Guarding hearts not computers

On October 10th 2017 Amanda Todd, a 15 year old Canadian girl, was found dead in her home. Her suicide was attributed to cyber bullying at the hands of ‘friends’ and strangers alike.

It started when a photo of her topless (which she uploaded at the request of strangers she was connecting with via video chat) was circulated on the internet. What followed was a series of tragic events – she struggled with anxiety and depression, turned to alcohol and drugs, her family moved towns, she changed schools twice, she had sex with a guy-friend, she was physically attacked … On September 7th she posted this video online …

Her story has sparked a lot of discussion about the perils of social networking and the need for greater regulation. Whilst this heartbreaking story is a cautionary tale of the pitfalls of internet use (the need for adequate monitoring, the degree of ignorance our teens tend to have to the permanency and scope of choices made in those ‘now’ moments, the cruelty of teens to one another, the speed with which those things can escalate etc) my heart broke to watch this video for a deeper reason.

I watched this and wept for a girl who was completely at the mercy of others to determine her own sense of self and to know her value and worth. Every step of this story is reflective of her search for significance in the responses and acceptance of others who are seeking exactly the same thing in their own (dysfunctional and depraved) way. I see a girl who would no doubt have felt she had no other options than the ones she chose.

I wonder if this couldn’t be a great resource to parents and leaders looking to engage and invest into youth? Perhaps this is a video you could watch with your teen and discuss it together? It would be a great opportunity to help them see the various “t-intersections” Amanda faced and the choices she made at each – workshopping some alternatives or ways she might have avoided some of the situations she found herself in.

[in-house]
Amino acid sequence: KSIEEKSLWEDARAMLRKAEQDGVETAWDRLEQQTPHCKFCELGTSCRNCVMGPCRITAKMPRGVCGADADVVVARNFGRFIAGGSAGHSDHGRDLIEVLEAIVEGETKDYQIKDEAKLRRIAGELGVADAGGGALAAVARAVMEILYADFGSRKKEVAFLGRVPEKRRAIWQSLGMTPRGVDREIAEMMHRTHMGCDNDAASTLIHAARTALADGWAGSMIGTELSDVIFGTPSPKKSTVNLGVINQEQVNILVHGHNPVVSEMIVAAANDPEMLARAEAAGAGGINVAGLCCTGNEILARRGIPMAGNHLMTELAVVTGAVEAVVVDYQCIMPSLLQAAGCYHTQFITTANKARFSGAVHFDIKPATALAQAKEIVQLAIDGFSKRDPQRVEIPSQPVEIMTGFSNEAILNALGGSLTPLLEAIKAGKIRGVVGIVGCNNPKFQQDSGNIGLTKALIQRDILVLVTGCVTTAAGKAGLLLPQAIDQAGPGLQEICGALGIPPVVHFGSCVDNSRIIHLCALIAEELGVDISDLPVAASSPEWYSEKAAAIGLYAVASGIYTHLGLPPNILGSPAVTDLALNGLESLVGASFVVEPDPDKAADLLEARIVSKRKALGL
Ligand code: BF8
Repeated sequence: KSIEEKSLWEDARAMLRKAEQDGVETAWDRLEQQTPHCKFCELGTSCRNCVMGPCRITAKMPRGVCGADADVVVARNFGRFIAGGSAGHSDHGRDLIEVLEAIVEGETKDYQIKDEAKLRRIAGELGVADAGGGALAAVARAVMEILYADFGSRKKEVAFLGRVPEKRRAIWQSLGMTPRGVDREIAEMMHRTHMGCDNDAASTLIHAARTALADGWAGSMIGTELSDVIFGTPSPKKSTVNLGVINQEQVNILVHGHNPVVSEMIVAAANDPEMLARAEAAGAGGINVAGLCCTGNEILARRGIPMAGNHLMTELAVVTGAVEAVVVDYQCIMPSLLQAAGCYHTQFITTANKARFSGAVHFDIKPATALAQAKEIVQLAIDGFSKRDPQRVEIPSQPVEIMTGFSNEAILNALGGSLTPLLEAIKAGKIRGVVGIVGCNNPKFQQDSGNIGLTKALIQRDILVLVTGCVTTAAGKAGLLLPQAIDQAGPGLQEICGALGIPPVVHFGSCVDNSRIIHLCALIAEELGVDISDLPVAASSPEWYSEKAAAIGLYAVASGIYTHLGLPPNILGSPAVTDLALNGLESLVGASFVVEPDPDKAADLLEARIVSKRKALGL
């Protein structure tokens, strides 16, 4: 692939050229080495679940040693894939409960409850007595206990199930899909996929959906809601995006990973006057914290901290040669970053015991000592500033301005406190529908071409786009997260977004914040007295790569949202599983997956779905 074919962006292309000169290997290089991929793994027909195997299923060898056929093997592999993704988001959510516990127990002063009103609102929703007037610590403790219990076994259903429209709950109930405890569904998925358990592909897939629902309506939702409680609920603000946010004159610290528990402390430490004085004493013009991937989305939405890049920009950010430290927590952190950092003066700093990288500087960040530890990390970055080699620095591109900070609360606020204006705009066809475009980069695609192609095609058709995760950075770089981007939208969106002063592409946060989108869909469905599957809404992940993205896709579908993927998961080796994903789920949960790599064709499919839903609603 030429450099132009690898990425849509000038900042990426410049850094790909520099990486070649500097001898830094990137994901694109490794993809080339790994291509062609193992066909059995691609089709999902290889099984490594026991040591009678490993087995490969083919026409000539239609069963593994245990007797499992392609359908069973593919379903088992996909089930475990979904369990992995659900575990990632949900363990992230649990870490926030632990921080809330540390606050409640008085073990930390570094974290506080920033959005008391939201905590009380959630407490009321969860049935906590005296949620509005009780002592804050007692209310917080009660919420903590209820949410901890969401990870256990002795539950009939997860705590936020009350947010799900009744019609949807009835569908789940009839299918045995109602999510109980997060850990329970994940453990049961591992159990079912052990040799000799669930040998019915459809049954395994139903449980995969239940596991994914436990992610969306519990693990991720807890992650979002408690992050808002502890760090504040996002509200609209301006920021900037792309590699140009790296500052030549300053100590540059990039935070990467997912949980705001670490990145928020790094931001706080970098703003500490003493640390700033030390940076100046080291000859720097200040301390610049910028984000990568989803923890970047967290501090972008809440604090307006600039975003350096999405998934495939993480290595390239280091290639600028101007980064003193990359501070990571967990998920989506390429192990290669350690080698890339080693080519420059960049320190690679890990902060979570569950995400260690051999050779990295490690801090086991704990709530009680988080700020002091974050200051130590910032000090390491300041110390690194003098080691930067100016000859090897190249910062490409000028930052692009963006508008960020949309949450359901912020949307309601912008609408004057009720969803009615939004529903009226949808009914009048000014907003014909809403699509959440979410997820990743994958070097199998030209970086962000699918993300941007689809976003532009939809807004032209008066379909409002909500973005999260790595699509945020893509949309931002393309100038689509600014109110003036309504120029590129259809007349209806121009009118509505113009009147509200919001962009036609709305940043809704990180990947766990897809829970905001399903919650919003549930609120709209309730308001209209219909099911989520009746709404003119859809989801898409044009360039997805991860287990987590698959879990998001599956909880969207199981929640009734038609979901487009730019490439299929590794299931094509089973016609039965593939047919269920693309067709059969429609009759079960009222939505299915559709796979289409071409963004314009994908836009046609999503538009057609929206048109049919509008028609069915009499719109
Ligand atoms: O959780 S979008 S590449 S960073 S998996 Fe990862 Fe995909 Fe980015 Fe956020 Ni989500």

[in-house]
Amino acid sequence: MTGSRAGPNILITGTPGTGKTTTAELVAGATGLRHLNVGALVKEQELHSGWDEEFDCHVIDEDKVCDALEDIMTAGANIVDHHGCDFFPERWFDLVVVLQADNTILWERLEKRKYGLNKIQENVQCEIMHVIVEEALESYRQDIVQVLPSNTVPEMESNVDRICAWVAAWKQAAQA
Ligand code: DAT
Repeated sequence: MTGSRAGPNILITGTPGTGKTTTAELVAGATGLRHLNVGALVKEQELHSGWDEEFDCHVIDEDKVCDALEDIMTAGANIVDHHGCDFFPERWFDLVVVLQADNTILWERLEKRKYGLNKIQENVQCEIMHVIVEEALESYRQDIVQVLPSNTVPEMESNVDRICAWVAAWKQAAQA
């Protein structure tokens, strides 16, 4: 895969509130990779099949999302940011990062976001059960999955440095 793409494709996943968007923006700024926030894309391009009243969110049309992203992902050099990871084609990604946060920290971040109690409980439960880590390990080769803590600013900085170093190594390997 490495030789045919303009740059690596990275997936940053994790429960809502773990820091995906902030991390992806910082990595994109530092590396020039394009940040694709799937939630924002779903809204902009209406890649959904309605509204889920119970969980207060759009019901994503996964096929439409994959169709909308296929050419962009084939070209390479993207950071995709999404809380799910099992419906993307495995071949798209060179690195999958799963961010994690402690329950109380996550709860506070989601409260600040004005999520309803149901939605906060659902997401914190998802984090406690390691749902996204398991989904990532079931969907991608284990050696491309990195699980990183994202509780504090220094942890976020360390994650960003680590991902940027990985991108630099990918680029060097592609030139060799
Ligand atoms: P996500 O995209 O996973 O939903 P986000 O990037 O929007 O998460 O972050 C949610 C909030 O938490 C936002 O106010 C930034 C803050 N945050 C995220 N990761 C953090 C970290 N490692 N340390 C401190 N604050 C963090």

Our young people are inundated with opportunities, interactions and decisions that are beyond their maturity and capacity to handle alone. Let’s be intentional about having preventative/pre-emptive conversations with our young people. Firstly, to equip them to navigate life in positive and healthy ways. But secondly, (and of infinite importance) to develop relationships of trust, safety and openness that will stand your young person in great stead to look to you (or other significant adults in their world) when they find themselves in circumstances beyond their ability to navigate alone.

Just a thought.

Guest Blog – 2 weeks screen free!

I invited Sharyn White (inset with husband Scott) to share some reflections on her family’s fortnight of no screens. Read on for her insights into the challenges and surprises of the process. Through this project her kids raised over $1600 for our church’s building fund by collecting sponsorships from family and friends.

From the first day I sat my son down in front of the television with the purpose to entertain him to now, 11 years later when I let him play on the computer for a couple of hours straight, I have wondered if I’m being a good parent by allowing him to do this, or a bad parent.  There is something about screens as a form of entertainment that leaves me uneasy.

So when my children decided to attempt two weeks of no screens to raise money for a project they are passionate about, I was excited and slightly terrified.

We have three children:  Harrison(11), Riley (10) and Alexandra (7).  Depending on homework or sporting commitments, they can spend up to two hours in front of a screen on a weekday.  On a Saturday and Sunday, that number could go as high as five hours if you include a game of football or an afternoon with a friend.  I’d like to think five hours is the exception, but in the footy season it’s probably not (and then there’s cricket in the summer!).

I am really aware that for some reading this these numbers constitute child abuse, and for others they might be small in comparison.  I desperately want to justify them to make myself feel better, but will restrain. They are what they are.

My biggest fear in attempting the challenge was what we were going to do with all those free hours.  How was I going to keep my kids entertained?  And by entertained, I guess I mean out of my hair and under control.

Surprisingly, entertainment was never an issue.  Screens were quickly replaced by a range of other activities, which the kids thoroughly enjoyed.  And other than some board games and a couple of outings on the weekends, the kids initiated their own play.  They never once asked to get in front of a screen. 

The kids didn’t struggle to find new ways to spend their time, but they did struggle.